Israeli Prime Minister Ehud Olmert says the Israeli army shelled the U.N. complex in Gaza City today because, he told reporters, soldiers "were attacked from there and the response was harsh."
The shelling set a U.N. warehouse full of food and supplies intended for Palestinians on fire.
Olmert's office confirmed to ABC News that Olmert talked with U.N. Secretary-General Ban Ki-moon and told him, "This was a sad incident for which I am sorry but our troops were attacked from there and the reaction was forceful."
The United Nations had already dismissed the self-defense charge.
"There were no militants in UNRWA [U.N. Relief and Works Agency ] compound at the time," Johan Eriksson, a U.N. spokesman, told ABC News earlier today.
Also today Israeli Defense Force officials told ABC News that Hamas Interior Minister Said Siam was killed during an Israeli airstrike on his brothers home in Gaza.
Hamas television reported that Siam was killed in what it says was an air strike that flattened a home in Gaza City. A top aide, Siam's brother and members of his brother's family were also killed, they reported.
Siam is considered to be among Hamas' top five leaders in Gaza.
U.N. representatives also claimed the rockets that struck their compound today contained white phosphorous, which is not intended for use on populated targets.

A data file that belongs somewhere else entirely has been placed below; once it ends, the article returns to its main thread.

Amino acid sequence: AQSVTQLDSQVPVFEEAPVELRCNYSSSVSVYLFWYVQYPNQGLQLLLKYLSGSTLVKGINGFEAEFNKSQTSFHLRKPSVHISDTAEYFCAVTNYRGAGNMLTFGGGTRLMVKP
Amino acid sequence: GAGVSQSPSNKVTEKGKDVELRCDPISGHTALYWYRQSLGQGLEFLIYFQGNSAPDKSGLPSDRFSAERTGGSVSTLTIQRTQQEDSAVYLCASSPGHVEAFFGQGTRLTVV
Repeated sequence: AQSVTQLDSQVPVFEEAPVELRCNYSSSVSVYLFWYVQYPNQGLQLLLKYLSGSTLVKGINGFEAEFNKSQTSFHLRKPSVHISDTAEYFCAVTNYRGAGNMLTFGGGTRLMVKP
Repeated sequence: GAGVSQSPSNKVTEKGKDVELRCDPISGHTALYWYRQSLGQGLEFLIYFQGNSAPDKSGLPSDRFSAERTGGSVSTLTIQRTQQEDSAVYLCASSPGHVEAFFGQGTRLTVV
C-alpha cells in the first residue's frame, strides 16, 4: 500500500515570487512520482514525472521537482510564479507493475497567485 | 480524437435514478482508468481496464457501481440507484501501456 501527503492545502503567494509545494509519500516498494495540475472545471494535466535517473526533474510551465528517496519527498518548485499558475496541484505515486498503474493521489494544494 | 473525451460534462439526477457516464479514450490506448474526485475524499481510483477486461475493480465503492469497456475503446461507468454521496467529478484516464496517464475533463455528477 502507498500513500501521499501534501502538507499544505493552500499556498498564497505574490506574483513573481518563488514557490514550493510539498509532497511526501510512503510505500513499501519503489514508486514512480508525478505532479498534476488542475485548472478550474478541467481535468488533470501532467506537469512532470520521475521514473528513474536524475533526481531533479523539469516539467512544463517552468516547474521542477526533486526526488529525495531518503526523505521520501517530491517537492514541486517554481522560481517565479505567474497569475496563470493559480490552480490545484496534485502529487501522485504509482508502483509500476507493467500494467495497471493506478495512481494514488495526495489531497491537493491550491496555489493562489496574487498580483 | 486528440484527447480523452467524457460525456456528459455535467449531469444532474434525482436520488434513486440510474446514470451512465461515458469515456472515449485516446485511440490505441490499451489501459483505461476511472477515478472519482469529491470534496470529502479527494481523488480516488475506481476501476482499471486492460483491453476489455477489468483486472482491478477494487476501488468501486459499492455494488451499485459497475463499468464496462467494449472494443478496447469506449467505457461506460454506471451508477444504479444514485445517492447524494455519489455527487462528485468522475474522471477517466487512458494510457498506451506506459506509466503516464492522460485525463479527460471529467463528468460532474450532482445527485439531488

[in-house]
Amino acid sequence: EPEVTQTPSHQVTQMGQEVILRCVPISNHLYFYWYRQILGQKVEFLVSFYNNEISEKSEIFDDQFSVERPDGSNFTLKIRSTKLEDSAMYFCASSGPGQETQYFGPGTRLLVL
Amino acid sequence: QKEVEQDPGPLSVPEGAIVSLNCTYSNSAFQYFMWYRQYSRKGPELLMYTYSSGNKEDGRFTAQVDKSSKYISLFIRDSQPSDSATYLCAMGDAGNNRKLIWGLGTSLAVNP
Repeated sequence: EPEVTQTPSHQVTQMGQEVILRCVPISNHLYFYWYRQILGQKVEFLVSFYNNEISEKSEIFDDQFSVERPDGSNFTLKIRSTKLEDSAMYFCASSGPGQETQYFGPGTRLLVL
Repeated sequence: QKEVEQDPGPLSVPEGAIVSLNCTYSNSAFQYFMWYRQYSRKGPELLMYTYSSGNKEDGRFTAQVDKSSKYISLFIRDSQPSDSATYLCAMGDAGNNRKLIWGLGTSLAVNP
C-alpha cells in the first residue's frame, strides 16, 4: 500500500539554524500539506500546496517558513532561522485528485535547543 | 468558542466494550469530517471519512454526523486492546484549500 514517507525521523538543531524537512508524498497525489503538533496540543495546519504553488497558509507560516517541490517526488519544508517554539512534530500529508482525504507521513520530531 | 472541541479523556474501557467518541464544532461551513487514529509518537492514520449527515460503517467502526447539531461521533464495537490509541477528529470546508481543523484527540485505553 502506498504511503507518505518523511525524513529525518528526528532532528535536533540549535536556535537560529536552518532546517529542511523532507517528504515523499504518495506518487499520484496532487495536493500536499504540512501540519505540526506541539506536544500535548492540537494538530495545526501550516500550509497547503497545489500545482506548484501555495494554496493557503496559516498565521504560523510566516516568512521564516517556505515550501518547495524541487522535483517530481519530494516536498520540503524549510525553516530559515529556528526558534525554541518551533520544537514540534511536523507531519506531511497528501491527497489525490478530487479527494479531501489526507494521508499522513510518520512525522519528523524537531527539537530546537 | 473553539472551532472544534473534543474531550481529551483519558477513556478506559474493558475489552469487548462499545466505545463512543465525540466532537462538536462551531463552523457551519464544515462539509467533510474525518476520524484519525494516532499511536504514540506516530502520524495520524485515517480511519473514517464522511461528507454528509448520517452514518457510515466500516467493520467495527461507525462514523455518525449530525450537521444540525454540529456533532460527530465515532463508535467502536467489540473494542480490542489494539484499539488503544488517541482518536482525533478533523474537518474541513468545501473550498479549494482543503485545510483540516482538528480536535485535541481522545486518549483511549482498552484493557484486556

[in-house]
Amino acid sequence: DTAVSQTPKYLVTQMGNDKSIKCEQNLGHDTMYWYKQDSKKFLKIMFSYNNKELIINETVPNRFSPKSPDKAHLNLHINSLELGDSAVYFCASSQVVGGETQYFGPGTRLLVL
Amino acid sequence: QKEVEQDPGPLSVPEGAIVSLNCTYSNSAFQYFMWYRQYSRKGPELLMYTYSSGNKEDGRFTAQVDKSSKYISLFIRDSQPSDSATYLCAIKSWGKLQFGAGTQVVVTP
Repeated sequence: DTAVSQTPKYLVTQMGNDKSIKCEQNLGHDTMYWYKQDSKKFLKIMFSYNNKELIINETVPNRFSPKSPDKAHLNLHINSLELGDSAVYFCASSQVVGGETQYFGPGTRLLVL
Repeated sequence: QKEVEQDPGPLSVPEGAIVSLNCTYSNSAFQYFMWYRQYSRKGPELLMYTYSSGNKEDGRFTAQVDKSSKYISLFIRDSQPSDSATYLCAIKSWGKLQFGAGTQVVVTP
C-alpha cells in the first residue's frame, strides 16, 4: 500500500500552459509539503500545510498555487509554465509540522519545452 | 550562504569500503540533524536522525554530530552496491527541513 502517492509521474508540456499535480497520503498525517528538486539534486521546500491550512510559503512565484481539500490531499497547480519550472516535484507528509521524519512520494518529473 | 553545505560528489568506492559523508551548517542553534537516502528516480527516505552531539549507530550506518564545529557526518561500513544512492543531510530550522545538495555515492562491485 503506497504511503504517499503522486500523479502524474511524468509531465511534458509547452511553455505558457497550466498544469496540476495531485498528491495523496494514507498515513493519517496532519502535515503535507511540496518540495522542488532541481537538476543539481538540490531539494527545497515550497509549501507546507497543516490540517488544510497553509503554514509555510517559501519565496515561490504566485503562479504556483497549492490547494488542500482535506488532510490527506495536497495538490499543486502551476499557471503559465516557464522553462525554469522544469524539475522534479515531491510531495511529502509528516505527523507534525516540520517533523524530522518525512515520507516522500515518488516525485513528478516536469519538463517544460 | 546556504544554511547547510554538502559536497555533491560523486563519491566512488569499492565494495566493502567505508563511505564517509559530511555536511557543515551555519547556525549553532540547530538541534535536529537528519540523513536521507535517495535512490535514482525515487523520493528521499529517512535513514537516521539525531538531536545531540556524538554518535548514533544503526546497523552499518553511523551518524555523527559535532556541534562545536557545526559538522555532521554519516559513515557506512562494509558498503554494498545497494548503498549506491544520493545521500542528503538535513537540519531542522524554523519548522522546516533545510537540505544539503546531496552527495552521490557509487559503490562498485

Ban, who is in Israel today trying to broker a cease-fire, called the attack an "outrage" and has demanded an investigation.
Speaking from Tel Aviv Ban told reporters, "I conveyed my strong protest and outrage to the defense minister and the foreign minister and demanded a full explanation."
Prime Minister Gordon Brown condemned Israel's shelling of the United Nations' HQ in Gaza today as "indefensible".
"When the United Nations is doing such vital work - humanitarian work amongst women and children in Gaza no one can defend this attack ," Brown told reporters.
"I hope these events will convince everybody that an immediate ceasefire is absolutely essential," he added.
According to the UN the Israelis knew what they were hitting, "this attack is unforgivable. The IDF [Israel Defense Forces] confirmed to us they have the GPS [Global Positioning System] coordinates of all our buildings in Gaza," Eriksson said.